I'd call this an interesting failed argument. Not because Moosbrugger is a serial murderer and Trump isn't, that's too obvious. The real problem is that, as the passage describing Moosbrugger's adaptation to prison shows, Moosbrugger is insane. Musil was quite knowledgeable about psychiatry, and portrays many different symptoms of schizophrenia in these passages: delusions of reference (statements directed at the general public are meant for me alone), command hallucinations, and of course voices:
Moosbrugger heard voices or music or a wind, or a blowing and humming, a whizzing and rattling, or shots, thunder, laughing, shouts, speaking, or whispering. It came at him from every direction; the sounds were in the walls, ill the air, in his clothes, in his body. He had the impression he was carrying it in his body as long as it was silent; once it was out, it hid somewhere hi his surroundings, but never very far from him. When he was working, the voices would speak at him mostly in random words or short phrases, insulting and nagging him, and when he thought of some- thing they came out with it before he could, or spitefully said the opposite of what he meant. It was ridiculous to be declared insane on this account; Moosb~gger regarded these voices and visions as mere monkeyshines. It entertained him to hear and see what they did; that was ever so much better than the hard, heavy thoughts he had himself. But of course he got very angry when they really annoyed him, that was only natural. Moosbrugger knew, because he always paid close attention to all the expressions that were applied to him, that this was called hallucinating, and he was pleased that he had this knack for hallucination that others lacked; it enabled him to see all sorts of things others didn’t, such as lovely landscapes and hellish monsters. But he found that they always made far too much of it, and when the stays in mental hospitals became too unpleasant, he maintained outright that he was only pretending. The know-it-ails would ask him how loud the sounds were; a senseless question, because of course what he heard .was sometimes as loud as a thunderclap, and sometimes the merest whisper. Even the physical pains that sometimes plagued him could be unbearable or slight enough to be imaginary. That wasn’t the important thing. Often he could not have described exactly what he saw, heard, and felt, but he knew what it was. It could be very blurred; the visions came from outside, but a shimmer of observation told him at the same time that they were really something inside himself.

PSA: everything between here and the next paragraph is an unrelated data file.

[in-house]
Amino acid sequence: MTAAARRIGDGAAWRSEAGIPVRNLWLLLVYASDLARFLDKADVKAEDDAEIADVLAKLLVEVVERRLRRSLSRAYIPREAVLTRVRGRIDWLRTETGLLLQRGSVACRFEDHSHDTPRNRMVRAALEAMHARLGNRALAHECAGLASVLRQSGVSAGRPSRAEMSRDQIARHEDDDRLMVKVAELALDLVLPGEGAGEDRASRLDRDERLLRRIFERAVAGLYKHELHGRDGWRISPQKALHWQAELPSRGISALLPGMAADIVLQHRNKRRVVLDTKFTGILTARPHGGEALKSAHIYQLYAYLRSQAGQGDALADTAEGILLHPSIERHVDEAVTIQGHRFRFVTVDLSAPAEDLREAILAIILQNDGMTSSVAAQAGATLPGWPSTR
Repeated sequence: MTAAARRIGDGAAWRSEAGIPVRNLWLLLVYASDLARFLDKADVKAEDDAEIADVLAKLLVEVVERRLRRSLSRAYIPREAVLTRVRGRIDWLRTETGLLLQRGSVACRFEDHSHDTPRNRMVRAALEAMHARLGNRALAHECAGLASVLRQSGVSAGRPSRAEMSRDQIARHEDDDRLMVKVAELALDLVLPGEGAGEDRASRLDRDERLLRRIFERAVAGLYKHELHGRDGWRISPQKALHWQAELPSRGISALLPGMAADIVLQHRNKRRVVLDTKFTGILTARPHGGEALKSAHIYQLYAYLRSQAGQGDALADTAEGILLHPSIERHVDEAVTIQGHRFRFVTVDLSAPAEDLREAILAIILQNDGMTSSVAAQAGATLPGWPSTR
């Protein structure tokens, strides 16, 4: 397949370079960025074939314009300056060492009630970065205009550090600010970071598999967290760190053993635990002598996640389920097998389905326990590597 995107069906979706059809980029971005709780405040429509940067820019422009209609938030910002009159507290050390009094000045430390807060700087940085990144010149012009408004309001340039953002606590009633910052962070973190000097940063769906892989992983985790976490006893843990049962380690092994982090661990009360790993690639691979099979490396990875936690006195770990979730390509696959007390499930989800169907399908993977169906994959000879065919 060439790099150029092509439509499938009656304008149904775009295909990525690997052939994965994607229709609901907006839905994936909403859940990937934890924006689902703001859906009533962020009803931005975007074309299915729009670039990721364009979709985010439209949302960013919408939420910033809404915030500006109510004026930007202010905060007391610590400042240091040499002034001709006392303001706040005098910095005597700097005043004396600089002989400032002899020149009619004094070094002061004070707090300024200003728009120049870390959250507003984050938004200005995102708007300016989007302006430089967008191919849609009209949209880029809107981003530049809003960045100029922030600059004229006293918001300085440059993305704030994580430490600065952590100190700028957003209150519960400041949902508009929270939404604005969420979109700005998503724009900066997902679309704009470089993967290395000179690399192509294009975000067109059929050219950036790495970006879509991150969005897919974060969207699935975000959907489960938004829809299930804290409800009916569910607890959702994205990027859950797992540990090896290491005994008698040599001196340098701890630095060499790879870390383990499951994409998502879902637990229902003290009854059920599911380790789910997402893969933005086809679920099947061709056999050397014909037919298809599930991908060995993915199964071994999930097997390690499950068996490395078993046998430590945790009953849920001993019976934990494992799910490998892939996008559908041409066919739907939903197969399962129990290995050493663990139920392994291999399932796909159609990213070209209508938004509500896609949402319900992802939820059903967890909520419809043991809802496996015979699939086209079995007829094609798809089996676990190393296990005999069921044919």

Other people in the novel (especially Rachel) project qualities onto and into Moosbrugger, which is somewhat analogous to Trump. But Musil makes it clear that Moosbrugger is simply insane. Unusually intelligent and self-aware, but clearly nuts.
Whatever else you might say about him, Donald Trump has no real problems with reality-testing, to use the psychiatric phrase. He may be a narcissist, but this simply means he has a distorted view of how the world should treat him and what he's entitled to, not a distorted perception of what is real and what isn't.
So, I say Auerbach fails, but fails interestingly.
Via slipped disc:
From 2014/15 Deutsche Bühnenverein statistics, just released:
1 La Traviata (Verdi) 31 productions, 286 performances
2 Die Zauberflöte (Mozart) 30 productions, 285 performances
3 Carmen (Bizet) 26 productions, 247 performances
4 Hansel und Gretel (Humperdinck) 207 performances
Magic Flute and H&G are targeted at children and Christmas audiences. So, no surprises here.
Among more recent works, Peter Grimes (Britten) had 35 performances and The Rake’s Progress (Stravinsky) 30.
Here's another cultural difference to add to the others.
If you believe it's a good thing for a country to have a generally positive attitude toward diversity, then you must acknowledge that the USA is morally superior to any European country. European elites overwhelmingly think diversity is a good thing, which makes the results of this survey problematic to them. How can a country which embodies so many things they disapprove of 'score' so well on a value they desperately wish their countrymen shared?
If you're neutral on that question, as I am, this is just an interesting difference. Doubtless the main factor here is that the US is a nation of immigrants, while European nations all have native traditions and populations and thick, deep cultures and identities.